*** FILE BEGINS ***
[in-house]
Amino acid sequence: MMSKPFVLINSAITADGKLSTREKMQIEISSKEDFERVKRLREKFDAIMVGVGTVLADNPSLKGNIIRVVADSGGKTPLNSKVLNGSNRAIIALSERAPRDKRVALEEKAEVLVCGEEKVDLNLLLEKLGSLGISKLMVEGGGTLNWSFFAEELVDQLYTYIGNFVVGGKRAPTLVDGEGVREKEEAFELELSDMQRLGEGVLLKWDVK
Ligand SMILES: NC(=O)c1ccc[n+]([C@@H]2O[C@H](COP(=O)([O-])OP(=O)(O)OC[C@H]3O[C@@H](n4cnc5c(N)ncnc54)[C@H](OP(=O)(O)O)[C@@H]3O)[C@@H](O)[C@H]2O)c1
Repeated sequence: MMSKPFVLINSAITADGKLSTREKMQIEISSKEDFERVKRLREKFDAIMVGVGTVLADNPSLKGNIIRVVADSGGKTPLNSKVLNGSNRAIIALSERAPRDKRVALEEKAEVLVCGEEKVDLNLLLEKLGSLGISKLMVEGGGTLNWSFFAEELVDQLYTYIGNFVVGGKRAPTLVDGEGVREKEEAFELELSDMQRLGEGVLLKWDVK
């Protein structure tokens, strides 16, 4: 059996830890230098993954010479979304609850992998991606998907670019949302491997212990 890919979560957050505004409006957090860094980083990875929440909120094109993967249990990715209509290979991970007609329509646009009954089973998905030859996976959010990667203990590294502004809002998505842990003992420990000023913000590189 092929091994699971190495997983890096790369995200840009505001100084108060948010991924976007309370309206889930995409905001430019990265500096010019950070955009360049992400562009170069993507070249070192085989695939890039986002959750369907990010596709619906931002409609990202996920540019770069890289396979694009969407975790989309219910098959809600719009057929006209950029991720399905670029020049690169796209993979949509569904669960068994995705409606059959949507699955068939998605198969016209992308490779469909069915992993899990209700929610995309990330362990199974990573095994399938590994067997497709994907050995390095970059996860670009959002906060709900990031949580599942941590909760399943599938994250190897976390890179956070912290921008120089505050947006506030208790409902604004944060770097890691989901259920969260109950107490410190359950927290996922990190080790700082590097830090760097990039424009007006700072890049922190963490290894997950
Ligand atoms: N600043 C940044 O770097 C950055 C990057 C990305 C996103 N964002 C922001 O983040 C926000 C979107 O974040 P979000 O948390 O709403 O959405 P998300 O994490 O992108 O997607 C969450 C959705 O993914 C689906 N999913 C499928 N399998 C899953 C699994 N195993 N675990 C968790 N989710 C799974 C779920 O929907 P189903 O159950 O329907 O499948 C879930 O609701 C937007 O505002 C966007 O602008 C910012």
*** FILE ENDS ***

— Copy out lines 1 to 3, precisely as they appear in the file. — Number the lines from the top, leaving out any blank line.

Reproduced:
[in-house]
Amino acid sequence: MMSKPFVLINSAITADGKLSTREKMQIEISSKEDFERVKRLREKFDAIMVGVGTVLADNPSLKGNIIRVVADSGGKTPLNSKVLNGSNRAIIALSERAPRDKRVALEEKAEVLVCGEEKVDLNLLLEKLGSLGISKLMVEGGGTLNWSFFAEELVDQLYTYIGNFVVGGKRAPTLVDGEGVREKEEAFELELSDMQRLGEGVLLKWDVK
Ligand SMILES: NC(=O)c1ccc[n+]([C@@H]2O[C@H](COP(=O)([O-])OP(=O)(O)OC[C@H]3O[C@@H](n4cnc5c(N)ncnc54)[C@H](OP(=O)(O)O)[C@@H]3O)[C@@H](O)[C@H]2O)c1